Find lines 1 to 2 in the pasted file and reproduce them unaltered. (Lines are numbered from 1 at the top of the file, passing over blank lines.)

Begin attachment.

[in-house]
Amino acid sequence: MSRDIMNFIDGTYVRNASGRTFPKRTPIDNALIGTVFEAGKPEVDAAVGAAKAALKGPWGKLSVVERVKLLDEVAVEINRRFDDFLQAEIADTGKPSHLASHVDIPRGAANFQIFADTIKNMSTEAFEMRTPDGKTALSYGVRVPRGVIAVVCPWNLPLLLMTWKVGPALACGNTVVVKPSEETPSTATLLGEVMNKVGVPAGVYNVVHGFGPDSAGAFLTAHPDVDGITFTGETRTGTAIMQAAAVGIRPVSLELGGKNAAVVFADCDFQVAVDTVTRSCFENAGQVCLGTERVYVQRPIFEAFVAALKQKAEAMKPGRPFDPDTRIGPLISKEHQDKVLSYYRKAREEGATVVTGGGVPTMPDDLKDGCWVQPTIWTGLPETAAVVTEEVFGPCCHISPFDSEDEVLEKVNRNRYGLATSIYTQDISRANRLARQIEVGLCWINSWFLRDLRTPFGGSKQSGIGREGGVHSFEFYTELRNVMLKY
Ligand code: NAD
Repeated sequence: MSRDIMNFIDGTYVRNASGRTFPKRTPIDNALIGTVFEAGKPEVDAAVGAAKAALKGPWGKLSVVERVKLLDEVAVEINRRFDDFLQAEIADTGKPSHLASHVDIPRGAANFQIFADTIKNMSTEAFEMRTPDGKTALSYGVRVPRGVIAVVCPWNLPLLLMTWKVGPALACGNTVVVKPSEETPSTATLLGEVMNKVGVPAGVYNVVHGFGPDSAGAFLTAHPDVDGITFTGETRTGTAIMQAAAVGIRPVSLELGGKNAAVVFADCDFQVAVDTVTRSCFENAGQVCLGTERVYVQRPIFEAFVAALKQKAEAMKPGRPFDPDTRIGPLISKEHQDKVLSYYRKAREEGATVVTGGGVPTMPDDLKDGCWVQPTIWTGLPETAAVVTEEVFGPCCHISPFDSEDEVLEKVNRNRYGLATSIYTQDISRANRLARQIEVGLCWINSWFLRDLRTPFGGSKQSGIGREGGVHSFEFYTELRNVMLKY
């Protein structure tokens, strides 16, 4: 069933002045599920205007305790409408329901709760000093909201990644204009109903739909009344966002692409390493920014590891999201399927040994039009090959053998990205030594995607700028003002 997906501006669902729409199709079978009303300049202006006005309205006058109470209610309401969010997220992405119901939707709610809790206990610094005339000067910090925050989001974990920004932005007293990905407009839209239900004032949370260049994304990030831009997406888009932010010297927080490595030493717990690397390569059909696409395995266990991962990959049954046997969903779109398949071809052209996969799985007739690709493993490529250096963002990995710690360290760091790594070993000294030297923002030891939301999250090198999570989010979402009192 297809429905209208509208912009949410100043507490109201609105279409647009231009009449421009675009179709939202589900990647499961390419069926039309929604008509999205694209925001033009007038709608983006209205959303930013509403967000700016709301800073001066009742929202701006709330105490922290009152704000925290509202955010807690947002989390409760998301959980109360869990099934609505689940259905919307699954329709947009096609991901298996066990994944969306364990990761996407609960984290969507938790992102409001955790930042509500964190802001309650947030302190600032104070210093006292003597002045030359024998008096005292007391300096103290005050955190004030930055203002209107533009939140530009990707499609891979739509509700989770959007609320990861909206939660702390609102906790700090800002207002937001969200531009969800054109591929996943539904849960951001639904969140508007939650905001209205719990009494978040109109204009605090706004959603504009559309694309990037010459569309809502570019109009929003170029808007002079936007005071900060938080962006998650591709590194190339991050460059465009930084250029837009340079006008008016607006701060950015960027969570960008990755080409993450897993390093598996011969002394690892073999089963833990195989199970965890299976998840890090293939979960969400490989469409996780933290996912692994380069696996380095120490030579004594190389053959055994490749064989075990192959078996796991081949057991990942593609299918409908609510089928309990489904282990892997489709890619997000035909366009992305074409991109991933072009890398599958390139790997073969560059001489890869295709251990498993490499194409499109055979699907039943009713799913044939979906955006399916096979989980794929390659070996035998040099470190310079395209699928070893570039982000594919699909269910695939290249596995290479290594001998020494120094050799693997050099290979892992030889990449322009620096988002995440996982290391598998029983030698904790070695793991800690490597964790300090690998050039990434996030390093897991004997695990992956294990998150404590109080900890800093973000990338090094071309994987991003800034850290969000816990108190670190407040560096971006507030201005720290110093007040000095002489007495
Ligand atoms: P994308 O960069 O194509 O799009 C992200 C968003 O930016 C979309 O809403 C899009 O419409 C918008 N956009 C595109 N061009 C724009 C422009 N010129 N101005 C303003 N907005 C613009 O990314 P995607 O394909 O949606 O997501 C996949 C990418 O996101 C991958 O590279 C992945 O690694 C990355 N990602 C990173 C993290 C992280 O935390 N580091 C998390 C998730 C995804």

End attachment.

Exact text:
[in-house]
Amino acid sequence: MSRDIMNFIDGTYVRNASGRTFPKRTPIDNALIGTVFEAGKPEVDAAVGAAKAALKGPWGKLSVVERVKLLDEVAVEINRRFDDFLQAEIADTGKPSHLASHVDIPRGAANFQIFADTIKNMSTEAFEMRTPDGKTALSYGVRVPRGVIAVVCPWNLPLLLMTWKVGPALACGNTVVVKPSEETPSTATLLGEVMNKVGVPAGVYNVVHGFGPDSAGAFLTAHPDVDGITFTGETRTGTAIMQAAAVGIRPVSLELGGKNAAVVFADCDFQVAVDTVTRSCFENAGQVCLGTERVYVQRPIFEAFVAALKQKAEAMKPGRPFDPDTRIGPLISKEHQDKVLSYYRKAREEGATVVTGGGVPTMPDDLKDGCWVQPTIWTGLPETAAVVTEEVFGPCCHISPFDSEDEVLEKVNRNRYGLATSIYTQDISRANRLARQIEVGLCWINSWFLRDLRTPFGGSKQSGIGREGGVHSFEFYTELRNVMLKY